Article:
For almost sixty years, media technologies have promised users the ability to create sonic safe spaces for themselves—from bedside white noise machines to Beats by Dre's “Hear What You Want” ad campaign, in which Colin Kaepernick's headphones protect him from taunting crowds. In Hush, Mack Hagood draws evidence from noise-canceling headphones, tinnitus maskers, LPs that play ocean sounds, nature-sound mobile apps, and in-ear smart technologies to argue the true purpose of media is not information transmission, but rather the control of how we engage our environment. These devices, which Hagood calls orphic media, give users the freedom to remain unaffected in the changeable and distracting spaces of contemporary capitalism and reveal how racial, gendered, ableist, and class ideologies shape our desire to block unwanted sounds. In a noisy world of haters, trolls, and information overload, guarded listening can be a necessity for self-care, but Hagood argues our efforts to shield ourselves can also decrease our tolerance for sonic and social difference. Challenging our self-defeating attempts to be free of one another, he rethinks media theory, sound studies, and the very definition of media.
Introduction. Hearing What We Want 1
Part I. Suppression 29
1. Tinnitus and Its Aural Remedies 31
Part II. Masking 73
2. Sleep-Mates and Sound Screens: Sound, Speed, and Circulation in Postwar America 75
3. The Ultimate Seashore: Environments and the Nature of Technology 116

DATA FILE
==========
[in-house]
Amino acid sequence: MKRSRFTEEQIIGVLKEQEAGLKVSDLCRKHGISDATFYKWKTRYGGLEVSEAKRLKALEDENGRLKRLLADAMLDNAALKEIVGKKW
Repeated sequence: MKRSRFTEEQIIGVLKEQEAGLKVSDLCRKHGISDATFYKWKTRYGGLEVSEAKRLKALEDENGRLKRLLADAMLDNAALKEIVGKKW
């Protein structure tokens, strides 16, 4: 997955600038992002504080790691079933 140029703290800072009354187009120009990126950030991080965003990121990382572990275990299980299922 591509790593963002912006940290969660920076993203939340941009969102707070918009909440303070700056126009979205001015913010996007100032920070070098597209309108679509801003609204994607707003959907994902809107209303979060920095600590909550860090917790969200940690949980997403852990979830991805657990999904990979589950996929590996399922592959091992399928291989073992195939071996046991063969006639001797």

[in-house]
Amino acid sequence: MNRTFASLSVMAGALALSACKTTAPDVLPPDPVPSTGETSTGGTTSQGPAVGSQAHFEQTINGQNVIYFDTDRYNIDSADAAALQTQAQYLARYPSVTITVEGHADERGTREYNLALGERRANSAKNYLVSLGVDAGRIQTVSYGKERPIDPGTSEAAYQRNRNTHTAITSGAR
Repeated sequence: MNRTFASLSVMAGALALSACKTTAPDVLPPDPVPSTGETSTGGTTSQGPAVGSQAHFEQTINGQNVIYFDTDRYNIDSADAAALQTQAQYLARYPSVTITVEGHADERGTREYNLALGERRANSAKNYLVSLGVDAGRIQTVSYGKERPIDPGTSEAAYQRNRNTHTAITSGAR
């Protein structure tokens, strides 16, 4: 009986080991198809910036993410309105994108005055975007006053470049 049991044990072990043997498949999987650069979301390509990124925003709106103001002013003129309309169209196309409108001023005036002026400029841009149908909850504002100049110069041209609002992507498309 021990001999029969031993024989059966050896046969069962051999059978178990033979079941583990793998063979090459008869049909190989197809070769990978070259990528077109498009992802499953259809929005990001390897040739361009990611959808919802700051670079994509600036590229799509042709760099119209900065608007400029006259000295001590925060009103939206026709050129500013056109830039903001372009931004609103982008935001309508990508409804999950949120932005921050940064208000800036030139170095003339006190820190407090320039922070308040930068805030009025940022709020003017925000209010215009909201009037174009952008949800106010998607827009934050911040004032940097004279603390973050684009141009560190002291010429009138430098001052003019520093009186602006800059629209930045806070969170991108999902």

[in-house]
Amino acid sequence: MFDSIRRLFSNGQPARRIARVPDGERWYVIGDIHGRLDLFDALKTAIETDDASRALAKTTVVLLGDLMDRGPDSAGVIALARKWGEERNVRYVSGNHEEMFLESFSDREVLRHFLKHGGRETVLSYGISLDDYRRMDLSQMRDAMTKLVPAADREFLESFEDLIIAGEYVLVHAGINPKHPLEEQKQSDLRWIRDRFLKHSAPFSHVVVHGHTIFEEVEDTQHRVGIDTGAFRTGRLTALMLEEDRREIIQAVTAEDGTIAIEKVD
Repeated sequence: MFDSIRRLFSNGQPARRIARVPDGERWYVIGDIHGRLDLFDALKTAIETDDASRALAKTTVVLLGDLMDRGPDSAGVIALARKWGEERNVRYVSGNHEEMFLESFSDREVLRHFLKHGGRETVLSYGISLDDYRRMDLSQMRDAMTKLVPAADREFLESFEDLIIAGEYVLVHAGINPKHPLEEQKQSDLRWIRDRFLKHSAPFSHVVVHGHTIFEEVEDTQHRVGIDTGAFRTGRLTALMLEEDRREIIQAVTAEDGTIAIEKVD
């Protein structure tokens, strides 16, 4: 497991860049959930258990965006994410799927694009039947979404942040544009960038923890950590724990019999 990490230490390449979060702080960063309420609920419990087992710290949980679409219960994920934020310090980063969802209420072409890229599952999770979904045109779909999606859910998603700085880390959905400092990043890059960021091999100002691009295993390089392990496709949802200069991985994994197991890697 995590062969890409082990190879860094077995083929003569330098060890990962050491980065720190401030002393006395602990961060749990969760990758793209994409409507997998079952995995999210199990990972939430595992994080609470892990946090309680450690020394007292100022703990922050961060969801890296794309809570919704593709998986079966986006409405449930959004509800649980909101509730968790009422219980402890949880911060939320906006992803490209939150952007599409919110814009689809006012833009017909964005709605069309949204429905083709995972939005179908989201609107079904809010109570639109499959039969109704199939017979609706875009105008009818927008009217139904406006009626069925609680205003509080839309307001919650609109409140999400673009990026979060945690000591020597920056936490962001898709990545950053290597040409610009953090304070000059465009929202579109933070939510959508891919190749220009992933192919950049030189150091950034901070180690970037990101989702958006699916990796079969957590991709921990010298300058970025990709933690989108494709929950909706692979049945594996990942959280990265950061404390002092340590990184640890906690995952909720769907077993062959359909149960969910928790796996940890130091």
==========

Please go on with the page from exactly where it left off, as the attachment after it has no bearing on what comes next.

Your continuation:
4. A Quiet Storm: Orphic Apps and Infocentrism 148
Part III. Cancellation 175
5. Bose QuietComfort and the Mobile Production of Personal Space 177
6. Beats by Dre: Race and the Sonic Interface 198
Conclusion. Wanting What We Hear 220
“Mack Hagood retunes the field of sound studies, boosting the prominence of environmental and ambient sounds—rain, heartbeats, the hum and whir of white noise—that can now be mobilized as electronic tools. Hagood offers a series of riveting case studies for what he calls orphic media, which ‘fight sound with sound’ to sculpt personal space. The first book to foreground these astonishingly pervasive technologies of sonic self-control, Hush inserts sound into critical debates about affect, ‘filter bubbles,’ and productivity apps. By the end of the book you wonder how sound could have previously been so overlooked in these arenas.”
“Steering a path between ethnography and history, Hush considers the strange status of sounds to be heard but not listened to. Throughout, Mack Hagood wonders at the affective power of sound as a presence or absence and as a tool for listeners as they negotiate their embedded existence in the world with the social demand to be autonomous, self-managing subjects. Hush is challenging and imaginative; read it and you will learn to think differently about sound, noise, silence, and meaning.”
“A fascinating study of our efforts to control sound and, through it, our emotional and political lives. As Mack Hagood shows, the sonic and the social are never far apart and are best thought together.”
"Hagood points out that we now often talk about personal freedom in terms of what we don’t have to listen to, and he focusses, in the book, on our efforts to navigate sonic nuisances, and also the paradox of combating sound with more sound, in a world that has become loud enough to damage our health. . . . The stakes of Hush might seem small . . . But, once you begin to think about the relationship between the sound waves that constantly pass through us and the potential loss of self, you become more attuned to all the beckoning noises of modern life."
The New Yorker
"Hush is provocative and insightful."
"Hagood leaves us rethinking media theory, sound studies, and the definition of media."
John F. Barber
"Hush is an important addition to the emerging field of sound studies. . . . Scholars of sound studies, digital media, broadcast media, disability studies, and those interested in the intersection of gender and race with media will find this book insightful."
Jennifer Hyland Wang
Journal of Radio & Audio Media